Thursday, November 18, 2010

The Birds of Bray

With spawning salmon come the raptors. These "birds of bray," as I like to call them ("prey" sounds so violent) come to Wickersham every autumn and populate the foothills and wetlands with their nests, their cries, and their majestic presence. If you've never seen a bald eagle up close, toss out any misconceptions you may have about the fragility of birds with their delicate, hollow frames—picture instead a Rottweiler on wings. These birds are BIG.

FarmWife set out to count the birds on our last outing, but by the time we got to the first bend in the road (not to the trailhead yet, understand, but just on the road TO the trailhead) she had counted eight bald eagles, two red tailed hawks, one great blue heron, and one bird that may have been a golden eagle or a juvenile bald eagle. She gave up, being out of fingers and wanting to spend more time in enjoyment of my company than in concentration on her ornithological survey.

FarmWife learned, much to her disappointment, that it is very hard to get a crisp, clear photo of a bird at the top of a 100-ft. conifer in the pouring rain from the back of a moving mule with an automatic camera. Even when it is a very BIG bird. In fact, this is the best she could do despite an abundance of opportunity.

That's all right. I love her anyway, even if she's never going to make a name for herself as a photographer of birds. I'd rather she make a name for herself as the FarmWife of Bent Barrow Farm, and as Fenway's human, and as the typist of Brays of Our Lives.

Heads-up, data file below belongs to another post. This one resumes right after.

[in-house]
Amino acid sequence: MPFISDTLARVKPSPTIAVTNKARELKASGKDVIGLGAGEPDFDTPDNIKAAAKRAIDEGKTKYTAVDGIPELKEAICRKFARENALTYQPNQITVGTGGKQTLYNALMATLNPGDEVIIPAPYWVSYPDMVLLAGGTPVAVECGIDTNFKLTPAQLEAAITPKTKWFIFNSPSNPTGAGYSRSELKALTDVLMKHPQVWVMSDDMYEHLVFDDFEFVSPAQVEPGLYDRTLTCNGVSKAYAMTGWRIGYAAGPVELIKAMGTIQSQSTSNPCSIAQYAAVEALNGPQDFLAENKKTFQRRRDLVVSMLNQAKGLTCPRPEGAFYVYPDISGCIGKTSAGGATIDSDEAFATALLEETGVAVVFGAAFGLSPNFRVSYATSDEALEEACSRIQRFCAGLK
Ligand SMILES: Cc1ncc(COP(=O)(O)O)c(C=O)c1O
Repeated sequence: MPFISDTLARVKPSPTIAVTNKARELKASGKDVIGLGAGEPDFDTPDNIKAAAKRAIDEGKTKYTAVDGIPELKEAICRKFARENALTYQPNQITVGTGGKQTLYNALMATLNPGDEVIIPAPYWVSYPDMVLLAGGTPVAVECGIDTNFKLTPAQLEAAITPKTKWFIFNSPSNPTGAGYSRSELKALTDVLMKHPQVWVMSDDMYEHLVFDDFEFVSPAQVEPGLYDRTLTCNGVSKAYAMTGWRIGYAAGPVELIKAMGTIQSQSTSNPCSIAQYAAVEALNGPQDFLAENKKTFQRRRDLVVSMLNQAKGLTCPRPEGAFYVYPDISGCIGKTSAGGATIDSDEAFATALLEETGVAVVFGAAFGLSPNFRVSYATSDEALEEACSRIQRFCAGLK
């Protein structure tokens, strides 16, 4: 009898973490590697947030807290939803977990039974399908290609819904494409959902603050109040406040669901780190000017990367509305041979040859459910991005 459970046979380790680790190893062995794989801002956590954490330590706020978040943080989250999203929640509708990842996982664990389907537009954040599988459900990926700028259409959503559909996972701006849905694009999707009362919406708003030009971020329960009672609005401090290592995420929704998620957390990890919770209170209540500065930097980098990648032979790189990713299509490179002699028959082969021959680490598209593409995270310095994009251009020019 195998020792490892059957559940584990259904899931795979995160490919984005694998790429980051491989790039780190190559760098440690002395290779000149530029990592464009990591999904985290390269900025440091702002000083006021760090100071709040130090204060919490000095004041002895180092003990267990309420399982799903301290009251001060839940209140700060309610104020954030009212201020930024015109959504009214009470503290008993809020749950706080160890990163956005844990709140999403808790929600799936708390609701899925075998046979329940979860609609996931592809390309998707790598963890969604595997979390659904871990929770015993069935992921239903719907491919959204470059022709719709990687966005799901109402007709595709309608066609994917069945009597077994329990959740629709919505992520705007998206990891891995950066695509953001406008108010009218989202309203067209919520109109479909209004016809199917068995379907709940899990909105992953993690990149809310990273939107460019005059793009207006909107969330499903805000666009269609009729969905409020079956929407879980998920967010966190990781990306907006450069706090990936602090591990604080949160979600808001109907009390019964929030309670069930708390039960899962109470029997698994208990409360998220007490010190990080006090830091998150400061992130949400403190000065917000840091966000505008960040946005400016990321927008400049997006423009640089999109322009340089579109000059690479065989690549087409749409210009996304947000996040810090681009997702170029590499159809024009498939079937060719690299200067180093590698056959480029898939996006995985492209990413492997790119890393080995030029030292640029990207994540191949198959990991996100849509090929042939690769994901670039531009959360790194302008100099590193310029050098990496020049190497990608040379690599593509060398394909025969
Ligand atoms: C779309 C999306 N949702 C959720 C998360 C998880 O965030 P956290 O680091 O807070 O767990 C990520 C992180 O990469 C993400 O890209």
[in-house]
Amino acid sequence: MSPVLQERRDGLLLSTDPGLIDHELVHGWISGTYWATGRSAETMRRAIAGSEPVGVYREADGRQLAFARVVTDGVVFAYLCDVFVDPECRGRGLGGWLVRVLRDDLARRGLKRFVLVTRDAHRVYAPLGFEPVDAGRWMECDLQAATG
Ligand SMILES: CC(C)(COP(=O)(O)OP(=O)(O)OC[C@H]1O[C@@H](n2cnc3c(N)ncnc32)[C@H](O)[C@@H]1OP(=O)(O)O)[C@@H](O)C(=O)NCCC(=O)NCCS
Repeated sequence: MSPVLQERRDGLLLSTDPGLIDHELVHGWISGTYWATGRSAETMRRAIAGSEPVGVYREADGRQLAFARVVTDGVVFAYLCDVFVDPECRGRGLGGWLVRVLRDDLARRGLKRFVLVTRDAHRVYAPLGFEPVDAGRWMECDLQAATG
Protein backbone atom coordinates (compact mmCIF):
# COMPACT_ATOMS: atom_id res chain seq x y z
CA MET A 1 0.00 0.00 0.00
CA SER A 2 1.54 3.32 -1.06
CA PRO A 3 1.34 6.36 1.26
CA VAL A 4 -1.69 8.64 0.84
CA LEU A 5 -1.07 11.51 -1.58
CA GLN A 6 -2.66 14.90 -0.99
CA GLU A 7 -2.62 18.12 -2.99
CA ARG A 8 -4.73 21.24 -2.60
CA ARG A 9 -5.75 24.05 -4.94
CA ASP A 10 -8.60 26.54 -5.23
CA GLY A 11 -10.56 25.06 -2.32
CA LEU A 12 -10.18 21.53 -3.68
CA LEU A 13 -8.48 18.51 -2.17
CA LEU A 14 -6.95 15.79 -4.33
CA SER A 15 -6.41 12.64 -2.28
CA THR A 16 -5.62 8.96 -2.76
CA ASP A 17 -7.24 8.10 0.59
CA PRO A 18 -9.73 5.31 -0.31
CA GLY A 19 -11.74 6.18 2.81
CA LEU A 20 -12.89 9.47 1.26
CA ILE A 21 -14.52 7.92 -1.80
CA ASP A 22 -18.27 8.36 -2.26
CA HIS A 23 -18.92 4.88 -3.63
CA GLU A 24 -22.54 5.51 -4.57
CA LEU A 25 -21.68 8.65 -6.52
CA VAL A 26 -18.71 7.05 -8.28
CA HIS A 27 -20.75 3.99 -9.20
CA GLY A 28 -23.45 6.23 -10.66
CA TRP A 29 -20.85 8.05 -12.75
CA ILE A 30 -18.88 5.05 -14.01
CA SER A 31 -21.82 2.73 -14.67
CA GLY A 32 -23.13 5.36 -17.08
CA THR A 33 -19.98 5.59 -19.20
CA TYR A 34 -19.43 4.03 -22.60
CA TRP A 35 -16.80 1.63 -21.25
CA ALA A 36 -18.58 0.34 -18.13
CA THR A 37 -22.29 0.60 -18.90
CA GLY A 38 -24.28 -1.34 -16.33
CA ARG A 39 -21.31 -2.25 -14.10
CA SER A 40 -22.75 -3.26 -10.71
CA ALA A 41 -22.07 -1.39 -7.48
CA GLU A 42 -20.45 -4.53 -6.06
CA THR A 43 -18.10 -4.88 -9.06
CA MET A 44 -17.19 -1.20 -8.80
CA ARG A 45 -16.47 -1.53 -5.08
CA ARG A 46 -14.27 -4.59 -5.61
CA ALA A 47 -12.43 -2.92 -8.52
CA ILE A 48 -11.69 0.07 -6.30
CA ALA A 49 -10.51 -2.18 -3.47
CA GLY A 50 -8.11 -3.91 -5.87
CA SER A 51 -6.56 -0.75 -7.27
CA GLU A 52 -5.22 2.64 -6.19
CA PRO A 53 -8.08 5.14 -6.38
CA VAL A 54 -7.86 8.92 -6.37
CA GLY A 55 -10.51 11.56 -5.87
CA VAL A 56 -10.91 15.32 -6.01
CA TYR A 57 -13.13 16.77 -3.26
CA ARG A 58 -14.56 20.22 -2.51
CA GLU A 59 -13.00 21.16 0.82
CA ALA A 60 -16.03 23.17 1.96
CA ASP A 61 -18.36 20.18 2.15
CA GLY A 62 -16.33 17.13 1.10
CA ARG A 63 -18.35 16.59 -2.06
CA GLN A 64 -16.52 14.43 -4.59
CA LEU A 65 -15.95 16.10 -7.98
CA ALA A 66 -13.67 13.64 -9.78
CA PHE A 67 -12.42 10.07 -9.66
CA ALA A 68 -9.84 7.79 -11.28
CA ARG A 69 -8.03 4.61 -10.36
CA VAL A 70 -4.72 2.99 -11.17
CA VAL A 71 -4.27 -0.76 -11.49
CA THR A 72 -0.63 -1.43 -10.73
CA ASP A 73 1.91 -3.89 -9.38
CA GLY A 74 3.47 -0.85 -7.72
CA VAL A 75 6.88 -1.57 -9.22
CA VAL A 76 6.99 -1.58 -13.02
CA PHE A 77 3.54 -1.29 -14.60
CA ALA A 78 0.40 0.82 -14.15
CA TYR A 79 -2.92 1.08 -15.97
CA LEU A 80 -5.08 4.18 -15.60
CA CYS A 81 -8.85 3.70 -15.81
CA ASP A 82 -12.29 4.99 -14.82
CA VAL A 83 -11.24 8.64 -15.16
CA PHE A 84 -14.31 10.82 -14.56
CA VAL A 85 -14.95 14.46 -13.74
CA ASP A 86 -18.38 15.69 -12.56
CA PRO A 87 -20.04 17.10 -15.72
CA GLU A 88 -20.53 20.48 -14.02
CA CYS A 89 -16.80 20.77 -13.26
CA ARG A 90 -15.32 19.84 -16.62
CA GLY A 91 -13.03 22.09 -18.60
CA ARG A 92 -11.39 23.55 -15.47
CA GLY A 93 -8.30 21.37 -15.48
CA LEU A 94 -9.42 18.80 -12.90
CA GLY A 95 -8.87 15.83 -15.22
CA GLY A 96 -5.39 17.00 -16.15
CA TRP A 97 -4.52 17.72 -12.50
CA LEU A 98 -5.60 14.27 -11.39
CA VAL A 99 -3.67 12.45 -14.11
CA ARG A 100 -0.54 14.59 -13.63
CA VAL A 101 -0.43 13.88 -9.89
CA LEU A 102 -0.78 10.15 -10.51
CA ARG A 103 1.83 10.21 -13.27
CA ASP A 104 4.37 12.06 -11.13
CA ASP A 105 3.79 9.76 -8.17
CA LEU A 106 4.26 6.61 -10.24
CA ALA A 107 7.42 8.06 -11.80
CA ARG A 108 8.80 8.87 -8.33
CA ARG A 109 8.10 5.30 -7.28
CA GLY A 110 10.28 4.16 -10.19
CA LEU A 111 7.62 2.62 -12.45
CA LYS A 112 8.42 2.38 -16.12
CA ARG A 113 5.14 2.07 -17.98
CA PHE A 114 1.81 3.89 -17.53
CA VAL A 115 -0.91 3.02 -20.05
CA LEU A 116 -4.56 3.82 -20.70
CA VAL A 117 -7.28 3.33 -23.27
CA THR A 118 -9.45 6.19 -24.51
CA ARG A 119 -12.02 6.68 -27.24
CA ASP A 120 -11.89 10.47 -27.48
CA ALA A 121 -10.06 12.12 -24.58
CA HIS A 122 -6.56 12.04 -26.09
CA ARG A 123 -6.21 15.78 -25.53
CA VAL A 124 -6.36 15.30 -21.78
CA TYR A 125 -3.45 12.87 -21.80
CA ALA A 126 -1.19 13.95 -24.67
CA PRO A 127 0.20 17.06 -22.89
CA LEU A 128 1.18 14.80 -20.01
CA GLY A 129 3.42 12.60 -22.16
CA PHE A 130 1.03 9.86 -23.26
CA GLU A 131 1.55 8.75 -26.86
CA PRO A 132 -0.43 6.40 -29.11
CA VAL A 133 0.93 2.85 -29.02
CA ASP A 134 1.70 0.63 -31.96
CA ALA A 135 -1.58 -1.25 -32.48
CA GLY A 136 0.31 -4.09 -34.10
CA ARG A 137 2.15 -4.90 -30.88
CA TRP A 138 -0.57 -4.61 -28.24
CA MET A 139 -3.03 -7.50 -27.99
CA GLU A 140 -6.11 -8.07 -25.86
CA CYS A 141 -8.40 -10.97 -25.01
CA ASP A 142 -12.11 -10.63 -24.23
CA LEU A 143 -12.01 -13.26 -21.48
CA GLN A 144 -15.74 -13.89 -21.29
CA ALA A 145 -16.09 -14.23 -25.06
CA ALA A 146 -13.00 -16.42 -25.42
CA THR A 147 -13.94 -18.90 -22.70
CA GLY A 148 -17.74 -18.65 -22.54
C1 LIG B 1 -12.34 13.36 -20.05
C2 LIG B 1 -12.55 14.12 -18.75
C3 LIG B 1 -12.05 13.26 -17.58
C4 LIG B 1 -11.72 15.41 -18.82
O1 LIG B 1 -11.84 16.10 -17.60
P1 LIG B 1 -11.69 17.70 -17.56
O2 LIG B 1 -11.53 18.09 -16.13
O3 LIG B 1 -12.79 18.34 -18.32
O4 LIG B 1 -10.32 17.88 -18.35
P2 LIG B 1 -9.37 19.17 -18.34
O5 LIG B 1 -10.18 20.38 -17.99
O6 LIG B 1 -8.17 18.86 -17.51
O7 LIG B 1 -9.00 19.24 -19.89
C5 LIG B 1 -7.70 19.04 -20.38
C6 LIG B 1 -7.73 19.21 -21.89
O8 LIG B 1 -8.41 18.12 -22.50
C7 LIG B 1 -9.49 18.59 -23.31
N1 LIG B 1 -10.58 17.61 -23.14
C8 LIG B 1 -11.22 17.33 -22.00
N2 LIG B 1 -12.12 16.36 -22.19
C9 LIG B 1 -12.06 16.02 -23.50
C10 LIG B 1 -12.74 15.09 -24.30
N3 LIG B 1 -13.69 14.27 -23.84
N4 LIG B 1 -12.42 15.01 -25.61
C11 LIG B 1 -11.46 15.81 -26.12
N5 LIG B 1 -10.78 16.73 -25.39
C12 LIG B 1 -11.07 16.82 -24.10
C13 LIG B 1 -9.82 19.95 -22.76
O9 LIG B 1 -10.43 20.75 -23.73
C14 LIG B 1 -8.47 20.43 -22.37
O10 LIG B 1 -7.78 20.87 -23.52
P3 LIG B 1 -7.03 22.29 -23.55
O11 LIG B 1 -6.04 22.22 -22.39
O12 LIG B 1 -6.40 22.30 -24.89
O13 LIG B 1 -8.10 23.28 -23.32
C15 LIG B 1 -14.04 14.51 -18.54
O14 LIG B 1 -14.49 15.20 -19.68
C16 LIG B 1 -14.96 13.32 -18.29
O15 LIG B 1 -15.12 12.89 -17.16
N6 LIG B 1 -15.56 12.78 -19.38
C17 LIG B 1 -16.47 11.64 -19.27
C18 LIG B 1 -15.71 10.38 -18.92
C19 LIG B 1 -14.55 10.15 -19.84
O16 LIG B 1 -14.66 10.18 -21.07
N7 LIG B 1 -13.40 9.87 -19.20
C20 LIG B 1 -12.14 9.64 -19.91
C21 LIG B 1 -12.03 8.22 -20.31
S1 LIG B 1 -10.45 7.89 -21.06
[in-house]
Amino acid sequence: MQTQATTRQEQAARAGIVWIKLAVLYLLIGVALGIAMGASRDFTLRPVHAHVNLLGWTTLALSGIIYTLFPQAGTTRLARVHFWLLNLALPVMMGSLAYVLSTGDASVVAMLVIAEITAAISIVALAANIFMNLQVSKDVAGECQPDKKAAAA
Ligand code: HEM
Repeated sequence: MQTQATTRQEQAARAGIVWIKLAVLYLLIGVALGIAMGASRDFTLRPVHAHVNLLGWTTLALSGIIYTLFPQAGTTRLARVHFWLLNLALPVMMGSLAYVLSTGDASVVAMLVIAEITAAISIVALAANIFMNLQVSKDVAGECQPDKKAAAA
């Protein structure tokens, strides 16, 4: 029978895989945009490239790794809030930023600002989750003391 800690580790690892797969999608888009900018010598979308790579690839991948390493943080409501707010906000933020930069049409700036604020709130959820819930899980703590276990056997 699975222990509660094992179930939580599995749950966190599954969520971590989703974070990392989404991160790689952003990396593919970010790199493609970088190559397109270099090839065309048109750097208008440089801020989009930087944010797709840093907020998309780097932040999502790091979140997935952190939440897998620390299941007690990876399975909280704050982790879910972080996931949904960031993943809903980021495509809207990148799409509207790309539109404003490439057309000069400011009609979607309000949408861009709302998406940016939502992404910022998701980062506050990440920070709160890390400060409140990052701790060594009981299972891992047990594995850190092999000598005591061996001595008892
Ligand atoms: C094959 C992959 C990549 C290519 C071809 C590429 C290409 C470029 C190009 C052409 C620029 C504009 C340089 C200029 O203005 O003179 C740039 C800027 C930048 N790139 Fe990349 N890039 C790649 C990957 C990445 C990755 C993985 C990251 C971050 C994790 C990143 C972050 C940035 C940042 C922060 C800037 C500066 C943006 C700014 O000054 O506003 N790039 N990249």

As for the birds, we like them. They've never yet snatched up a chicken, a cat, or a baby, and they keep the fish carcasses from creating a stink come spawning season. They still thrill my humans by soaring over Bent Barrow Farm—it's a sight that never grows old. Not unlike the sight of me, Fenway Bartholomule.



  1. HHM Mr. Blondie has hawks - mostly Harris hawks, but sometimes red-tailed hawks. He finds them magnificent, as do I. You are - as I'm sure you know - very fortunate to live where you do.

  2. Great post, Fenny. It's always a thrill to see those avatars of wild nature. There was once a time, back in those useless years before you were foaled, when it was believed that big raptors would die out because of DDT and other poisons. And nobody knew what to do, which quickly mutates into nobody cared. Then there was this mulish woman named Rachel Carson...she was very cool.

  3. Fenway, I saw one of these last night in a large oak tree at my stables.

    Do you know why they keep asking "who, who, who, who"?


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